Know your audience. In this case, that’s the blog you’re pitching. Dani says one of the main things that sets good pitches apart from the bad is that “they do the right research.”
“I'm not talking about a simple Google search and backlink-type research, but they go look at who our customers are, they understand our voice and tone and they reference a few past published articles that have done well.”
Spend some time actually reading the blog you plan to pitch. Make sure you know:
A good enough pitch may get you a response even if the person reading it has never heard of you, but your chances increase if you’re already on their radar. As soon as you have your list of target guest blogs, create a strategy for interacting with them.
Follow them on social media and reply to the updates they post. Share their stuff across your networks. And comment on the blog by adding something of value (if comments are allowed). Don’t just do this for the brand accounts for the blogs, do it for the editors and writers, too.
Having a previous relationship isn’t required for a successful guest post pitch, but it helps enough to be worth the work it takes — especially for the highest priority blogs on your list.
Coming up with blog topics is a constant challenge in content marketing. If you can help your target blog with a great idea for their audience, they’ll have a good reason to say yes.
And it’s a good way to set yourself apart. According to Dani, most of their pitches are from people who want to contribute but don’t provide topic ideas. And even after they email back asking for pitch ideas, the would-be contributors only send a portfolio.
Providing a strong idea puts you ahead of the pack. To make sure your pitch is strong:
While Dani prefers an email that includes a pitch, she also says it’s OK to start by asking what they need. “Don't be afraid to simply ask the editor for their content calendar or their focuses for the month,” she says. It’s a way to get your foot in the door and increase the chance that your pitch is relevant to their current needs.
Getting a “yes” to your pitch is a big deal, but it doesn’t mean you’re done. You have to write a post that’s worthy of the blog. Make sure it’s well-written and reflects the blog’s style. And make it stronger with data and examples.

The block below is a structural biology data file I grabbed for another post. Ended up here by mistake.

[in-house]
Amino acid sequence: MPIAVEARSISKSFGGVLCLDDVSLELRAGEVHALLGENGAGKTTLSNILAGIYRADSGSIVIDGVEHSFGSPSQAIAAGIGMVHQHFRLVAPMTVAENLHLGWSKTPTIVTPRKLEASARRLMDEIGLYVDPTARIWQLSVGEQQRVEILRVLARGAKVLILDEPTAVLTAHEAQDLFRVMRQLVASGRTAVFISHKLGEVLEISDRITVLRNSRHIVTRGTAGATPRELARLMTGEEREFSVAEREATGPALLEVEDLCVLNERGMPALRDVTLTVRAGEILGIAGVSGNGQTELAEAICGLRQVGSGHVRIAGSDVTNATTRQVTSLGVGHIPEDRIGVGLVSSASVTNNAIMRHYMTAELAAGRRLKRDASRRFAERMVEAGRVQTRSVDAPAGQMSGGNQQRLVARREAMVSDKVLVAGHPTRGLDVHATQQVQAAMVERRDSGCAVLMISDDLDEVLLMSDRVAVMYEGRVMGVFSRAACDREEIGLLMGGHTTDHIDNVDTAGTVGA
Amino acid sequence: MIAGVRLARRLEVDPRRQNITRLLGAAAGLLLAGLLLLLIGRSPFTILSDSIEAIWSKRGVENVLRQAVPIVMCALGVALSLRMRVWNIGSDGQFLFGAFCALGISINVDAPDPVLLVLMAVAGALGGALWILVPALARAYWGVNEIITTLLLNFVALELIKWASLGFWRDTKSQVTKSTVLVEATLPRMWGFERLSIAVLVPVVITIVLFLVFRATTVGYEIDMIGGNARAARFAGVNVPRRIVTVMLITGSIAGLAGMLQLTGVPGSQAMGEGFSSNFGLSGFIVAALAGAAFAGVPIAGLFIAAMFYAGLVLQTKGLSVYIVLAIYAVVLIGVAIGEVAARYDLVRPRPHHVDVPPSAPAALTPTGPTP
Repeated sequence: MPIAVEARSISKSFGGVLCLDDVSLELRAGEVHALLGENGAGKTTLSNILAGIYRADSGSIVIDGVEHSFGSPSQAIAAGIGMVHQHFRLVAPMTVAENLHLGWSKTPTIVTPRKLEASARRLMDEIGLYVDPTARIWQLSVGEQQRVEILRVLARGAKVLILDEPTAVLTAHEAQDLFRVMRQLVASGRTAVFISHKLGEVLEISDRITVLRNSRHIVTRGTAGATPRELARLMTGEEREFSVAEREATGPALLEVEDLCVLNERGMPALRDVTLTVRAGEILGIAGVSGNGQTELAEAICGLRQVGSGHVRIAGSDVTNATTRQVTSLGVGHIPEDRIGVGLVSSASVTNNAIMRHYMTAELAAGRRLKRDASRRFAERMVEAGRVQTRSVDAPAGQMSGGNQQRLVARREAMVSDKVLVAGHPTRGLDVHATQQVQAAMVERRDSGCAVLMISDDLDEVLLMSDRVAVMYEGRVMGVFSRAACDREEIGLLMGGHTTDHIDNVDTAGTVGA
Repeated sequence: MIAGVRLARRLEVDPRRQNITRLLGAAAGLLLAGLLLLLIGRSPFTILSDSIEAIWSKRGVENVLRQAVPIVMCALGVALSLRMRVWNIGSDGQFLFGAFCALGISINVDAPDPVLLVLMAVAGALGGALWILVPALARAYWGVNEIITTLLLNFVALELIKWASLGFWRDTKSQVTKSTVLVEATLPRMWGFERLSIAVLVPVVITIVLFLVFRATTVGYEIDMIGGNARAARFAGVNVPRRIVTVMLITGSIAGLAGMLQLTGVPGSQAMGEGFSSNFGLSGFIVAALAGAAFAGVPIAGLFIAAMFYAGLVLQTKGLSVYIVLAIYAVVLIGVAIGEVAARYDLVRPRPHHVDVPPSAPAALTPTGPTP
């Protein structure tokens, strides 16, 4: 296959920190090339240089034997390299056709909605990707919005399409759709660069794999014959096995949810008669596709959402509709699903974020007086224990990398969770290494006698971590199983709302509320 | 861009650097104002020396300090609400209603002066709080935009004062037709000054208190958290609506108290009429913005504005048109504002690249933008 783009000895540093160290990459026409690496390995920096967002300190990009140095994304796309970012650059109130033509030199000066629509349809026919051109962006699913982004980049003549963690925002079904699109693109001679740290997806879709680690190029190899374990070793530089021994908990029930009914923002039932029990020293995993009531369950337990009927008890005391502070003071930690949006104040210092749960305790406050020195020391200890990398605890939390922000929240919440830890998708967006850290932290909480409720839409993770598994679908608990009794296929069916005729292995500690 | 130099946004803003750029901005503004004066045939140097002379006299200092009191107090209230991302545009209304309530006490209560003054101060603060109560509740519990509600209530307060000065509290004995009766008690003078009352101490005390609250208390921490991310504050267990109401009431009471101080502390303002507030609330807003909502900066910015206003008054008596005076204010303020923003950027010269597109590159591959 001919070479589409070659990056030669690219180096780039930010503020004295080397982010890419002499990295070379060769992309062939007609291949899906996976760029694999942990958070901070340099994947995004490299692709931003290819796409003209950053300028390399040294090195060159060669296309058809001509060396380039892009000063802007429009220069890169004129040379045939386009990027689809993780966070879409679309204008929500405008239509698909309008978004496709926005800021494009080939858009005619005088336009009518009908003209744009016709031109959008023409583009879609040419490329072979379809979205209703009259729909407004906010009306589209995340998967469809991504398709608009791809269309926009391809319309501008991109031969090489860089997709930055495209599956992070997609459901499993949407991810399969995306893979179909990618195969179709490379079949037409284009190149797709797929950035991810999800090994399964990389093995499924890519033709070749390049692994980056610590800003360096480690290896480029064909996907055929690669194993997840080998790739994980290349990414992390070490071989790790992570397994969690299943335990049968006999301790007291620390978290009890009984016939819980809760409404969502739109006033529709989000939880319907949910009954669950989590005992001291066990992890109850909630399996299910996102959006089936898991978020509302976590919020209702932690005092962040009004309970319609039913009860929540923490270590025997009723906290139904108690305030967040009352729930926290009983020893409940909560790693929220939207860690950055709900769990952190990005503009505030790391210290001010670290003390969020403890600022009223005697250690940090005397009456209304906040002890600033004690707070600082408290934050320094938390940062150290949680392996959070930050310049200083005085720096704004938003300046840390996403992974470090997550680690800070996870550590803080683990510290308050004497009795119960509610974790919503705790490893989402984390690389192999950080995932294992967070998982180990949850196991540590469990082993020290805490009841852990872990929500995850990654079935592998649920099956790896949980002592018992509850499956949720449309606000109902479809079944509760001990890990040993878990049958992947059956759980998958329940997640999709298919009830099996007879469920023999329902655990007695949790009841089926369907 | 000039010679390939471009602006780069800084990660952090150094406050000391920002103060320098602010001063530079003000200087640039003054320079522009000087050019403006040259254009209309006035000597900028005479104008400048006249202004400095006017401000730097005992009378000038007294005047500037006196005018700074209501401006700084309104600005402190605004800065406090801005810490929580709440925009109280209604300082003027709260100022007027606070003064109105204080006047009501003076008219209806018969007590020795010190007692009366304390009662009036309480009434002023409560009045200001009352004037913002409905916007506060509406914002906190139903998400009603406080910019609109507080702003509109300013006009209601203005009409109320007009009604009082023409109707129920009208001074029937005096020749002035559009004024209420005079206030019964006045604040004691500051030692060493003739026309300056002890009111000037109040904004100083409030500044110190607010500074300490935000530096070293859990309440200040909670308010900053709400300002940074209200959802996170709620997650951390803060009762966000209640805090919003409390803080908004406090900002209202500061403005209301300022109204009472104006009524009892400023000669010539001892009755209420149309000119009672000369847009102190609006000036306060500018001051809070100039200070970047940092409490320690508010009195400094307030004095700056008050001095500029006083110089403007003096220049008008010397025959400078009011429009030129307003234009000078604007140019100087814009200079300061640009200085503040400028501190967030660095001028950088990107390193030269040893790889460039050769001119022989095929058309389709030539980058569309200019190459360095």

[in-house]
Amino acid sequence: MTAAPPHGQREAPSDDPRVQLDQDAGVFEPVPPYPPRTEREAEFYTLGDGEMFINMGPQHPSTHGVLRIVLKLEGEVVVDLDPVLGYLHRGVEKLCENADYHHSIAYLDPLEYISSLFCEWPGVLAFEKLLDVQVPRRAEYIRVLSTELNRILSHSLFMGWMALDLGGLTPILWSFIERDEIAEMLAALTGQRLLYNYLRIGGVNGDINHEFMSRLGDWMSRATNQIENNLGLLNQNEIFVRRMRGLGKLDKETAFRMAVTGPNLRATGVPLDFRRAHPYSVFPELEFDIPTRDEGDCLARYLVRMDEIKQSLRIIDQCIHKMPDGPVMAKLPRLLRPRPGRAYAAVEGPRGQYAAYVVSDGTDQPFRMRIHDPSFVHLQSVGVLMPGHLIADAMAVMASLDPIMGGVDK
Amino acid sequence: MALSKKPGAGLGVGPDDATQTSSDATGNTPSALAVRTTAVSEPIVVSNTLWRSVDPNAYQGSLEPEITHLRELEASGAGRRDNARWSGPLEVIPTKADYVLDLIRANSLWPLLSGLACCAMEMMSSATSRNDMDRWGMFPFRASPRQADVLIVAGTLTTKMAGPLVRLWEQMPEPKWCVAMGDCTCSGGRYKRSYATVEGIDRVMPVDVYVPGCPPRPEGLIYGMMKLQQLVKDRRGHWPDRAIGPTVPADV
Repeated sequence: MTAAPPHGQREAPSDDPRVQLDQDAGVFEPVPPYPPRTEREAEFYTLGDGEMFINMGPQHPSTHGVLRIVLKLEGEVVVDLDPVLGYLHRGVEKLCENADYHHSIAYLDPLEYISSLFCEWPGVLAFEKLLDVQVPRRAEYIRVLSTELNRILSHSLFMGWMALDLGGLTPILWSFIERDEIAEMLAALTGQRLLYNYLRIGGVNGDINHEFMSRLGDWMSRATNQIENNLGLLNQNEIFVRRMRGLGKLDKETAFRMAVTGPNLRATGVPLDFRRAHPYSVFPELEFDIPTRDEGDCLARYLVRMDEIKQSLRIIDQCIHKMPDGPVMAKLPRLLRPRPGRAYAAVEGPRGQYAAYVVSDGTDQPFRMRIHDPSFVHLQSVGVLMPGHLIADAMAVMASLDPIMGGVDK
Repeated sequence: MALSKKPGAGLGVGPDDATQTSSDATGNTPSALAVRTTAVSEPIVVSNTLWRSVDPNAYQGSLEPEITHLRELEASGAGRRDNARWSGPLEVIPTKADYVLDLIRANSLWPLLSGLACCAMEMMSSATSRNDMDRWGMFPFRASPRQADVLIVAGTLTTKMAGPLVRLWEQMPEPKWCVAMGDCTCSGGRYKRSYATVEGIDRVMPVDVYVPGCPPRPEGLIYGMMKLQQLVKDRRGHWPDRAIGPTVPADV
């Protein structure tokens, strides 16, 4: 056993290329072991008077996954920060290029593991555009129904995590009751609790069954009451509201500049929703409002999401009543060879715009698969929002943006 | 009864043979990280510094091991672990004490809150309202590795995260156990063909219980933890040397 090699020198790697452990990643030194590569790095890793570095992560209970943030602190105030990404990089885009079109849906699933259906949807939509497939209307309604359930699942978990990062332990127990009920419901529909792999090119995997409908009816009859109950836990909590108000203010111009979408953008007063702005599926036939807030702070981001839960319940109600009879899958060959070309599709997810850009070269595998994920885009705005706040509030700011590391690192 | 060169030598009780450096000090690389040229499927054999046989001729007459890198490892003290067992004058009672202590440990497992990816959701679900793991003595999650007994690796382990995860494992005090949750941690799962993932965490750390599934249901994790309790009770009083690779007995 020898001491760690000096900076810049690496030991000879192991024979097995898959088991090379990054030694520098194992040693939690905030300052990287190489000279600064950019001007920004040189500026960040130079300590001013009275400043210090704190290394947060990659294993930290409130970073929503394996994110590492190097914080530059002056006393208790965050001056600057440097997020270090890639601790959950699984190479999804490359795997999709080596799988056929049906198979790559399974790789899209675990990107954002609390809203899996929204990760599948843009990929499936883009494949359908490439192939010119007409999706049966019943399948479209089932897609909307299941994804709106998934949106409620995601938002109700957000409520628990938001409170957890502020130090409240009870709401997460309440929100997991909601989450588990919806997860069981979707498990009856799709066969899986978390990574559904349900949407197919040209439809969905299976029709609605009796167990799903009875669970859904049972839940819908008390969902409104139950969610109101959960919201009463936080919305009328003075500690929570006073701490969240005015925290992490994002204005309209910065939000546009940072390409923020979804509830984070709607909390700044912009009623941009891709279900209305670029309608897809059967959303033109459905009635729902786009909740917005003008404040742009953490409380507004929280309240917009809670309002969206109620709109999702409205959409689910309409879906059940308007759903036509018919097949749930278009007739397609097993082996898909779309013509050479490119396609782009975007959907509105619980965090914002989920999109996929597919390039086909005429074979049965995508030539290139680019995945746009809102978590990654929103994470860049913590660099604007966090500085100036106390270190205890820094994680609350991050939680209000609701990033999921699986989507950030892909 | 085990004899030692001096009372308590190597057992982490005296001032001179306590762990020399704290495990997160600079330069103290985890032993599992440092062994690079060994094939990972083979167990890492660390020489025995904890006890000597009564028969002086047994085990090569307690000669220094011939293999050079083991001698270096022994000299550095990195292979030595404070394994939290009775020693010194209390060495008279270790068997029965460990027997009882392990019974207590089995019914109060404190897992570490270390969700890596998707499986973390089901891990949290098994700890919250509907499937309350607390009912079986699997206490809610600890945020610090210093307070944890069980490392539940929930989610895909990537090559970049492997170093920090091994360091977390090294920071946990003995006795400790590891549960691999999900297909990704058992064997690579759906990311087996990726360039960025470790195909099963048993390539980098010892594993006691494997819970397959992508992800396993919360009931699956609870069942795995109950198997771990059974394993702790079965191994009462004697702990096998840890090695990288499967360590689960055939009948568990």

“The best submission pieces we get have reputable references and data from other articles or studies,” says Dani. Back up your claims with statistics wherever possible, and consider seeking expert sources or case studies to illustrate the points you make.
Most blogs that accept guest posts know that writers are hoping to get a link. Unless their guest post submissions say otherwise, it’s usually OK to include a link in your guest post to a piece of your content, but don’t overdo it. The link has to be included naturally in the text, not shoehorned in. And don’t fill the piece with brand mentions and links. If it’s overly promotional, you’ll get rejected, not to mention the fact that Google doesn’t appreciate gratuitous promotional linking.
Earning a guest post on a popular, relevant blog is a success worth celebrating. It’s competitive and hard. Once you pull it off, take steps to get more from it by helping to promote the piece. Share it with your audience on social and in your email marketing. Reply to any comments your blog post gets. And solidify your relationship with the blog and its editor by keeping in touch. Establishing a new relationship is one of the biggest benefits of getting a guest post — and could make it easier for you to get the next one.